Interestingly, the driver, in theory, dissipates no power.

A more precise way to do this would be a switchmode (class D) amp, an output lowpass filter, then your cap. Close a voltage feedback loop around all that, tracking a triangle generator. Or even use a linear amp, if the power requirements aren't excessive. A linear amp would be the most precise.

It all depends on the kind of linearity, dc offset, and amplitude stability requirements you have. I doesn't seem to me like a precise statement of the waveform requirements, load, and frequency range would give away any secrets, given that we have not a clue as to why anyone would want to do this to a capacitor. This ng is plagued by paritally-stated problems posed by people who think they have secrets.

John

• posted

Come again? I can create a pair of constant current sources with transistors and resistors and alternately charge and discharge the capacitor with them. But that's not efficient...

Mark.

• posted

A single ended load would require a single ended source - a half-bridge.

A triangle wave is generated by a constant current, reversing, but residual DC can only be limited by the accuracy of the modulator.

Driving purely inductive or purely capacitive loads is as efficient as driving a short circuit, no matter what the drive method.

RL

• posted
[snip]

"...but it has to be efficient, i.e some kind of energy retrieval."

What does that mean? Some particulars could get you some suggestions, vagueness will lose our interest. ...Jim Thompson

```--
| James E.Thompson, CTO                            |    mens     |
• posted

be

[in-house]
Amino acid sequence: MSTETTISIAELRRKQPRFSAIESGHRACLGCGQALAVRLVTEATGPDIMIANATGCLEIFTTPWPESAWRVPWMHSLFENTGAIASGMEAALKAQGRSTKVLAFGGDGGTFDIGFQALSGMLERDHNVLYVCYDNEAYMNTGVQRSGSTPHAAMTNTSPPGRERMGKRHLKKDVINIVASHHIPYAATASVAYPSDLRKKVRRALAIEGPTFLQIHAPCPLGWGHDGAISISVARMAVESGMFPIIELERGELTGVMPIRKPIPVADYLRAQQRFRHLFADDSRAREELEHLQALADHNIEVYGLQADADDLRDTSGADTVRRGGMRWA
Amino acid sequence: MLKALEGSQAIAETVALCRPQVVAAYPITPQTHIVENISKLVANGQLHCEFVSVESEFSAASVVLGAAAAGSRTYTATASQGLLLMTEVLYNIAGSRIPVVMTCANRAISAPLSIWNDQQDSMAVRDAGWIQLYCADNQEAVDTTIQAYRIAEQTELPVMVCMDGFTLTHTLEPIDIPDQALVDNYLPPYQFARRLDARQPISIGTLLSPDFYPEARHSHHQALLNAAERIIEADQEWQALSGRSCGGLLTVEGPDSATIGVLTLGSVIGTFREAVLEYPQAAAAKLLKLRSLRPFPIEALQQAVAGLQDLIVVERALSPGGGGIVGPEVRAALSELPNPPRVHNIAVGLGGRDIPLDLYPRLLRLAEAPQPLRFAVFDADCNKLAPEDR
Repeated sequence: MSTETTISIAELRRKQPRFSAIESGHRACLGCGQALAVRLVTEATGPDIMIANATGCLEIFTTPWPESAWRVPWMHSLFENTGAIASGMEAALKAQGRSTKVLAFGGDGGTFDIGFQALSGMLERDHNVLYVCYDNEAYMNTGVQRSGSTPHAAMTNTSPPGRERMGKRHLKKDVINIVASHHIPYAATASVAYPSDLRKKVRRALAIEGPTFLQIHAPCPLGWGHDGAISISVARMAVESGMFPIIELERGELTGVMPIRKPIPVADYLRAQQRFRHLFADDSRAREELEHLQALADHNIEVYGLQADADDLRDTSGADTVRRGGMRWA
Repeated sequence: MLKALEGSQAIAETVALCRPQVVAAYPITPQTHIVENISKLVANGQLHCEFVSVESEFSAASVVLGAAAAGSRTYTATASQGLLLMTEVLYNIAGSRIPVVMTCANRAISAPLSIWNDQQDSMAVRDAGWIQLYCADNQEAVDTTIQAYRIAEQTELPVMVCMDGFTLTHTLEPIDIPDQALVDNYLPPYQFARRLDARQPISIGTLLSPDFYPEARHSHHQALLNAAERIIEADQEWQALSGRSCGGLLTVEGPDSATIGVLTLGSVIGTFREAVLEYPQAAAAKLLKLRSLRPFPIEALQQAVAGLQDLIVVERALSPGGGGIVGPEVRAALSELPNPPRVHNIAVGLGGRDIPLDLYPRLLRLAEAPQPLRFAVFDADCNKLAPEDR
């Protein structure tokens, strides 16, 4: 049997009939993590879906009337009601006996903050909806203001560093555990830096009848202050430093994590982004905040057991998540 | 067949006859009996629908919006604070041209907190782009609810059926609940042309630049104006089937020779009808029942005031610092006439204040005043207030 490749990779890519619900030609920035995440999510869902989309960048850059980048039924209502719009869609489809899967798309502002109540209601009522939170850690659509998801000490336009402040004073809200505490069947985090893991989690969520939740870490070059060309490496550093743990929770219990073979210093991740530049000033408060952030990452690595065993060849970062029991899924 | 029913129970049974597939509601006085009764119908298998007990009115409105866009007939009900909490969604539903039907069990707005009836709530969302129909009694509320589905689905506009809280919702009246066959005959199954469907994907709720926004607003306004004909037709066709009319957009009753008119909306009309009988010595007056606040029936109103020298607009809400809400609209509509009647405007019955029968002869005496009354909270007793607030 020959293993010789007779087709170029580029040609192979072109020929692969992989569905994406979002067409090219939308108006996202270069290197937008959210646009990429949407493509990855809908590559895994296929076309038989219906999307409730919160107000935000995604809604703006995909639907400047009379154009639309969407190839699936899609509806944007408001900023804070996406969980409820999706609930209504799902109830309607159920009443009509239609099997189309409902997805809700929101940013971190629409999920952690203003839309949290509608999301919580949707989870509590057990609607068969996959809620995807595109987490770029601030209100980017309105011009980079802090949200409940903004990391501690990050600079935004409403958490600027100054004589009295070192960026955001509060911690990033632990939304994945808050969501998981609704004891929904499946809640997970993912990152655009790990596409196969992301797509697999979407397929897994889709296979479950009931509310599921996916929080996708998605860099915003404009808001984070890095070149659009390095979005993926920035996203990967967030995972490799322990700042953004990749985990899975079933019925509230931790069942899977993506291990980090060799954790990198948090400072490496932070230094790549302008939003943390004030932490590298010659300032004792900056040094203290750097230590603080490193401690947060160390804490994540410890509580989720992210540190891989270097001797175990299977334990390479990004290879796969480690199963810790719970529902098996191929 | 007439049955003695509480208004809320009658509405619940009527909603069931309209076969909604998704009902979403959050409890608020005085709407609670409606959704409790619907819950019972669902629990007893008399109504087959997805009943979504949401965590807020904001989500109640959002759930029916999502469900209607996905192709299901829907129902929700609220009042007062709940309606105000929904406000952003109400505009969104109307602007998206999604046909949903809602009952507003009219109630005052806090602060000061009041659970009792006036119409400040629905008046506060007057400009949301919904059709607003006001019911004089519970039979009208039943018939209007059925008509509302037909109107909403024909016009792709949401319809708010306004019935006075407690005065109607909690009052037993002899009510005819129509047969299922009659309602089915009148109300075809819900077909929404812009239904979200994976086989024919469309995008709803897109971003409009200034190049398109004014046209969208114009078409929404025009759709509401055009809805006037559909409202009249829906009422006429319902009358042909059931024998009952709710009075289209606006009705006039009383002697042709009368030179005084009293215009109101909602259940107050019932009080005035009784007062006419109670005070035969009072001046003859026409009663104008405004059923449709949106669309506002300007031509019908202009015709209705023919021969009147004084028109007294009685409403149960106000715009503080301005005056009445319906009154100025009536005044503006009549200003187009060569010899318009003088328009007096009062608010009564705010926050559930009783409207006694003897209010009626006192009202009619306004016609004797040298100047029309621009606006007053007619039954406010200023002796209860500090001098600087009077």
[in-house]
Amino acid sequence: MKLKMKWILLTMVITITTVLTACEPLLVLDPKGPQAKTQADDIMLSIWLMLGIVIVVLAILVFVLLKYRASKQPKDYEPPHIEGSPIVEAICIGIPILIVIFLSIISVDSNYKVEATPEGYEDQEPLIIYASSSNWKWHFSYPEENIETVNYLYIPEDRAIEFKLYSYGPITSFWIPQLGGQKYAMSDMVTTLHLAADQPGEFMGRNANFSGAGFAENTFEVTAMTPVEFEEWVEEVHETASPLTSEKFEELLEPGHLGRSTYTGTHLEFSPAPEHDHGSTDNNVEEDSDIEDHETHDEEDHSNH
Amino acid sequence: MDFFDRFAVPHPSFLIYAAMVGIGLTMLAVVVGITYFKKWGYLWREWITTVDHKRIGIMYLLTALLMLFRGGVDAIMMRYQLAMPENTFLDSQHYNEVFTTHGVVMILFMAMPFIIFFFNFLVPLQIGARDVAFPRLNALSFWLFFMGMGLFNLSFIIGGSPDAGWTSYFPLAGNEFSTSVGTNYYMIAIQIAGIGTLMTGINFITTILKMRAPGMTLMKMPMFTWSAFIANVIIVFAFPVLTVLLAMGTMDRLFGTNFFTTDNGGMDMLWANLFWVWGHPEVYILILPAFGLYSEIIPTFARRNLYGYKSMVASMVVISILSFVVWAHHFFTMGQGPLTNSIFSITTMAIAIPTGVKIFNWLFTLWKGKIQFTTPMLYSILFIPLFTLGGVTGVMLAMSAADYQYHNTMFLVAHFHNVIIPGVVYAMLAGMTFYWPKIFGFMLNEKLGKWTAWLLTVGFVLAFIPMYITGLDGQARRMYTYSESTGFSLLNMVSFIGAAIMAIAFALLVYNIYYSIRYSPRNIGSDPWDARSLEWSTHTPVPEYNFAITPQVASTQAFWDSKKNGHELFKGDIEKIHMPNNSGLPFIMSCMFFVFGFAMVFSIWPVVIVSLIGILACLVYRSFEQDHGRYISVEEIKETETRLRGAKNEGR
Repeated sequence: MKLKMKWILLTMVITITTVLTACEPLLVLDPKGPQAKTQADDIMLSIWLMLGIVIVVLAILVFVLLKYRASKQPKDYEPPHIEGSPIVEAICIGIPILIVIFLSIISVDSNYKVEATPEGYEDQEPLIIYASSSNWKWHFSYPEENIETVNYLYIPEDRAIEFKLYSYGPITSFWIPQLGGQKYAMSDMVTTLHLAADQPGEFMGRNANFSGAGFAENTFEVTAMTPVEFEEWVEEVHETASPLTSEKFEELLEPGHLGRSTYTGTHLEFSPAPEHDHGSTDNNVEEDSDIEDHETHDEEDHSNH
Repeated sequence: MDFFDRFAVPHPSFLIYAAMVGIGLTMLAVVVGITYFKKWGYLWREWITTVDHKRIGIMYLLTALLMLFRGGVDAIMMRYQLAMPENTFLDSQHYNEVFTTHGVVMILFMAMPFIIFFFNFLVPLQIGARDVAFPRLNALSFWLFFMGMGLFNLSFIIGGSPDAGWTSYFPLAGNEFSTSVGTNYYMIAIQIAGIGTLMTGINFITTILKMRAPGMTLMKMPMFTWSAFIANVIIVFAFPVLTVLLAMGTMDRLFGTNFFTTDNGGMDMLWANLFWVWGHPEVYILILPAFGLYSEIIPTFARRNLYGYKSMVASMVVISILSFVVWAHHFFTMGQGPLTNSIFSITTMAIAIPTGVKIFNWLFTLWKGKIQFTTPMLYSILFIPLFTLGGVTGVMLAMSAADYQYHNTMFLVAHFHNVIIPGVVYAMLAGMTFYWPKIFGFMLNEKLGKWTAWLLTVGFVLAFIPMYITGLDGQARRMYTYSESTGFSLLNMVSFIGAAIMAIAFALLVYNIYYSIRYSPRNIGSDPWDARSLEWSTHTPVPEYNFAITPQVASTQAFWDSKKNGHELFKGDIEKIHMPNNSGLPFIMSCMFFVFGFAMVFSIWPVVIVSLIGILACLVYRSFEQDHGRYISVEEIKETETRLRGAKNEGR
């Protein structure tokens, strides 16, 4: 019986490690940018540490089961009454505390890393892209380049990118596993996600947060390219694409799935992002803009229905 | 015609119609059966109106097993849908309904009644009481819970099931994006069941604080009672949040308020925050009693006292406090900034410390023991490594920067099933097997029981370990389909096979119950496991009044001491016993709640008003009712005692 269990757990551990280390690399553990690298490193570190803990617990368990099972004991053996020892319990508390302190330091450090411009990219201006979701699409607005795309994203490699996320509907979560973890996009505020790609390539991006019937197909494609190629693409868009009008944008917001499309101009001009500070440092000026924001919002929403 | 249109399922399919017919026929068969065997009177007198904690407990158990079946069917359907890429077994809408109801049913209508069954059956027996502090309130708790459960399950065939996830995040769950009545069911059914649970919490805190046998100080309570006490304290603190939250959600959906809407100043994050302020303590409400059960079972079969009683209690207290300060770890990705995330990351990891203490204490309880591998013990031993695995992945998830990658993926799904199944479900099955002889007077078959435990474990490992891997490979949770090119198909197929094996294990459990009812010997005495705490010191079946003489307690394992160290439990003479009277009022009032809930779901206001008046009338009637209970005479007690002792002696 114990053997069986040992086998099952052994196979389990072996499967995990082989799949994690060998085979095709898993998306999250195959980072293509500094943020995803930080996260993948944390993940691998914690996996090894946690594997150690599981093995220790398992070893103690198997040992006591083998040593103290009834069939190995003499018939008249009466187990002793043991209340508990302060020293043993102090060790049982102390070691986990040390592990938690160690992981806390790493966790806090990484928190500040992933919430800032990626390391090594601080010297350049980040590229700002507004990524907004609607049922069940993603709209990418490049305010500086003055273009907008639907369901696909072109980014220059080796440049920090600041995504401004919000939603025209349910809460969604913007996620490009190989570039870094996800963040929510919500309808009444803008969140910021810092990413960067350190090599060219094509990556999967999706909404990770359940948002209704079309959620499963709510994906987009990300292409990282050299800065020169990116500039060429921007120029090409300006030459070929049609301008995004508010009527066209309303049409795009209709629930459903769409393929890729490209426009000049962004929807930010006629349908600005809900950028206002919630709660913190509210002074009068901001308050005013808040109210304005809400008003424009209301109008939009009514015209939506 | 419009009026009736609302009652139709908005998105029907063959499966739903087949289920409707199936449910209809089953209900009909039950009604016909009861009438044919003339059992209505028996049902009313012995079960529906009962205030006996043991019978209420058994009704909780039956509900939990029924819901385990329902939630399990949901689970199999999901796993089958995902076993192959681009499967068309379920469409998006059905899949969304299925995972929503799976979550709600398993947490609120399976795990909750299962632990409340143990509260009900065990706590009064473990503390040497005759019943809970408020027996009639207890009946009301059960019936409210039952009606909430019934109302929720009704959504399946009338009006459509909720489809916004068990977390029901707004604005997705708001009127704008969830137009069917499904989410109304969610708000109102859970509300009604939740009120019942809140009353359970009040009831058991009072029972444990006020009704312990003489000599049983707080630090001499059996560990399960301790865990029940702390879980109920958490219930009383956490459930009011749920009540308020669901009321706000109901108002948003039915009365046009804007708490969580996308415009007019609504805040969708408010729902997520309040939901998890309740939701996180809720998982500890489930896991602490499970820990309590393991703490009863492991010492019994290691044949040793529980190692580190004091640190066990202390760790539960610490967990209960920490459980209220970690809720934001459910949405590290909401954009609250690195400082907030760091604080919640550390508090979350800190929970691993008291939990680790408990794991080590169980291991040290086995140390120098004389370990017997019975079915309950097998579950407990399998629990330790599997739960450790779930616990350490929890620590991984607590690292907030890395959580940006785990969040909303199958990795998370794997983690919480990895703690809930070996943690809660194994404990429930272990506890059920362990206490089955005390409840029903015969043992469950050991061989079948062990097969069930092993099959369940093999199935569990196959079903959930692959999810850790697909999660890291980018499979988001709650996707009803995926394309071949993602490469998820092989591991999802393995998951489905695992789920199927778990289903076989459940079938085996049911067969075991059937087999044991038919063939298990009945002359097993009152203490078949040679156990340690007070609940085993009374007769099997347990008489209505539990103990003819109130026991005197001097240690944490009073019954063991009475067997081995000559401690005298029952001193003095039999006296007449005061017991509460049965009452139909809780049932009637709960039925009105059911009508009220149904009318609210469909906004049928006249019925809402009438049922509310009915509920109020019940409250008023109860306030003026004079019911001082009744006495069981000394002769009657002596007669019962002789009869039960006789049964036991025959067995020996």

There is a classic circuit which is an op-amp integrator, followed by an inverting comparator whose o/p is fed back to the integrator. What's an H bridge?

• posted

"Jim Thompson" wrote in message news: snipped-for-privacy@4ax.com...

Sorry Jim, what I meant was if you drive a triangle wave across a capacitor then the capacitor will store energy when it's charged up, but when it is discharged the energy has to be recovered back (retrieved) so it can be used again in the next cycle. A parallel resonant LC circuit does just this by shifting the stored energy from the capacitor to the inductor and back again, so for ideal components no power is needed to sustain oscillation. An H brigde would do it by temporarily storing energy in the inductor part and dumping that energy back to the DC supply reservoir.

I actually thought that by stating it was to be efficient was somewhat equivalent to that, which is why I put 'i.e. some kind of energy retrieval'. But you're right, it could have been stated better.

Mark.

• posted

be

Use a generator and flywheel; by shaping the poles of the generator, you can get the output to be triangle-wave-like. The flywheel is your energy-storage item, here.

A motor driving the generator/flywheel makes up the energy losses. Because the generator is a simple winding like a transformer, your DC zero is assured.

• posted

Oh dear! Just to be clear, by energy retrieval I meant the stored energy in the capacitor when charged needs to be recovered back when discharging so the cycle can repeat and process is efficient, much like a resonant LC oscillator but with triangle waves instead of sine waves. See my post to Jim.

Mark.

• posted

```--
Here's six circuits:

On the top, an "H" bridge driving a capacitor, a series resonant```
• posted

Did you forget to include the link?

ElectronDepot website is not affiliated with any of the manufacturers or service providers discussed here. All logos and trade names are the property of their respective owners.